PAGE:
A story this morning on milblogging.com caught my eye for a couple of reasons: it involved the Army Corps of Engineers (my branch) and it involved what I'll term "defensive blogging". The story is about allegations by the website Levee.org that Corps of Engineers employees left comments "targeting citizen critic using tax payer money" and were "re-writing history" (the news report by WWL TV can be seen here.) I have no idea if this is an organized effort by the Corps of Engineers, but it certainly highlights one way that the military can (and, I'd argue, should) engage the blogosphere - by leaving comments on blogs to correct or complete a story.
It's one thing to manage your own blog as an individual or an organization. The Chief of the Corps of Engineers does have his own blog, though it appears to mainly be for internal communication rather than public engagement. But simply posting your own ideas or editorializing on news only gets so far - it only is read by readers of your own blog. Posting comments on other blogs is a way to get your opinions (or facts) out to a brouder audience. This is particularly important if incorrect information is being posted and discussed in blogs. I'd argue that we, as military members, have an obligation to set the record straight when when we see incorrect information floating around.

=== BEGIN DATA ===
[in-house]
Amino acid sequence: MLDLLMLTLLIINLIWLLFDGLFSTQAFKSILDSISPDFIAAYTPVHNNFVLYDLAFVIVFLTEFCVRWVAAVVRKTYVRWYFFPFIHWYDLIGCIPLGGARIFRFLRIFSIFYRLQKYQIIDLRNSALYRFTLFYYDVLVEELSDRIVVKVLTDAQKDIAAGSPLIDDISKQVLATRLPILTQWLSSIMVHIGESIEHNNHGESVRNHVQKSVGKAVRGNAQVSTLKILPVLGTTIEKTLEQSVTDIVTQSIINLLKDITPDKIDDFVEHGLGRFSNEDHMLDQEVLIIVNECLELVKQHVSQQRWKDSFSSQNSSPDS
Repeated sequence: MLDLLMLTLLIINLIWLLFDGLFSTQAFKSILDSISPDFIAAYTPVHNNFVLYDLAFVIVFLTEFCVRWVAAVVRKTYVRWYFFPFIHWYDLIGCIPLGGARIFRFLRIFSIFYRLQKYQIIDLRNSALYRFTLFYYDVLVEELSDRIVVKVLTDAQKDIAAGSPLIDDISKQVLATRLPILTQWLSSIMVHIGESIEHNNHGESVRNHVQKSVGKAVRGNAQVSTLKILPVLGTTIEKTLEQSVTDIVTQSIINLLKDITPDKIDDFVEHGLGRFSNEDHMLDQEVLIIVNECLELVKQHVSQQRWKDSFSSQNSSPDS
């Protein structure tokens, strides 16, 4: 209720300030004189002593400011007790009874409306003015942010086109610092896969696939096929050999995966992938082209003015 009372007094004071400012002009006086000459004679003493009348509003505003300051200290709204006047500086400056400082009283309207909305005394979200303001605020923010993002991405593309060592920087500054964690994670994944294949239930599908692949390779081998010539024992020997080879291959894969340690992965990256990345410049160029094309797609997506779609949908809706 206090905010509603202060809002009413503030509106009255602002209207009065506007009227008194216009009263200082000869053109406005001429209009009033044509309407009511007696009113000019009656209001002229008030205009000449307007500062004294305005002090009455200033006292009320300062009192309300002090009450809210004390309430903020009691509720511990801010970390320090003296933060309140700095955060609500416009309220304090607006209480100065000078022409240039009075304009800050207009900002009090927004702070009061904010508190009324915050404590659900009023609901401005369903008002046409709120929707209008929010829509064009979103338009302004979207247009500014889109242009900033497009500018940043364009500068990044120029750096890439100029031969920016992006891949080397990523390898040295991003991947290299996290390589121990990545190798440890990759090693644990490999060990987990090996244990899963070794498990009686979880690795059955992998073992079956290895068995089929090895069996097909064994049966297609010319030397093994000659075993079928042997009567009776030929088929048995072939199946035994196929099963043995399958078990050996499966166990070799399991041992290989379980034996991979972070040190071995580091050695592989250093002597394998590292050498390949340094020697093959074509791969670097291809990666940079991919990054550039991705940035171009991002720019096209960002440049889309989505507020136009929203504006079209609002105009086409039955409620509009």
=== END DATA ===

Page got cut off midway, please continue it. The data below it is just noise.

You may recall stories about CENTCOM's blogging activities from a while back. They do not maintain their own blog; rather, they actively engage other blogs by leaving comments. They are required to be completely open about these posts - which it sounds like these Corps of Engineers employees did not do - which seems a very reasonable requirement. From the stories about CENTCOM, the comments they leave have been received rather favorably and part of that is due, I imagine, to their upfront manner.
Having a small organized team with the task of trolling the blogosphere and correcting or completing stories about your organization seems a very valid and important use of resources. This seems to be something most major commands in the Army (at a minimum) should consider. It's probably not practical or necessary to have an organized team like this at the battalion or brigade level. At those levels, though, we could empower Soldiers to perform the mission. This is, admittedly, a bit more risky because it is not controlled. But if we provide them with information, power, and trust, then I believe they won't let us down.
So, as the Army continues to wrestle with how to best engage the blogosphere, this is one very important tactic - defensive blogging. This is probably a tactic best used by the PA folks around the Army, but there's no reason that it shouldn't be in every Soldier blogger's arsenal.
When you're reading other blogs, or even stories on main stream news websites, do you feel free (and obligated) to correct anything that is untrue or does not present the complete story?